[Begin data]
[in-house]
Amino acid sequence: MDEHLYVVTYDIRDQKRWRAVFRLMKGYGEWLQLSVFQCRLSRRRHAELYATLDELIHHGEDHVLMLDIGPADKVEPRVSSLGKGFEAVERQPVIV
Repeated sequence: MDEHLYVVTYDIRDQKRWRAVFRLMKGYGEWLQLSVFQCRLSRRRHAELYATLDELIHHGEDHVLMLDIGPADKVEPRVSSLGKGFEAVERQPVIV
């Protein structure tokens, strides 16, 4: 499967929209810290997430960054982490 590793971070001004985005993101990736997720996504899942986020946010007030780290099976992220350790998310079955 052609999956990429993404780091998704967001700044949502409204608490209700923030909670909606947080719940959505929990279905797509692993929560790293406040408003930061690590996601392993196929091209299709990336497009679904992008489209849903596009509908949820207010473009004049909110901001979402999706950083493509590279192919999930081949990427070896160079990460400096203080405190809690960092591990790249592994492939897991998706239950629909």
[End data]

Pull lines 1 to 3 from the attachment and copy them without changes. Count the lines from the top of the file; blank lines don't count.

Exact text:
[in-house]
Amino acid sequence: MDEHLYVVTYDIRDQKRWRAVFRLMKGYGEWLQLSVFQCRLSRRRHAELYATLDELIHHGEDHVLMLDIGPADKVEPRVSSLGKGFEAVERQPVIV
Repeated sequence: MDEHLYVVTYDIRDQKRWRAVFRLMKGYGEWLQLSVFQCRLSRRRHAELYATLDELIHHGEDHVLMLDIGPADKVEPRVSSLGKGFEAVERQPVIV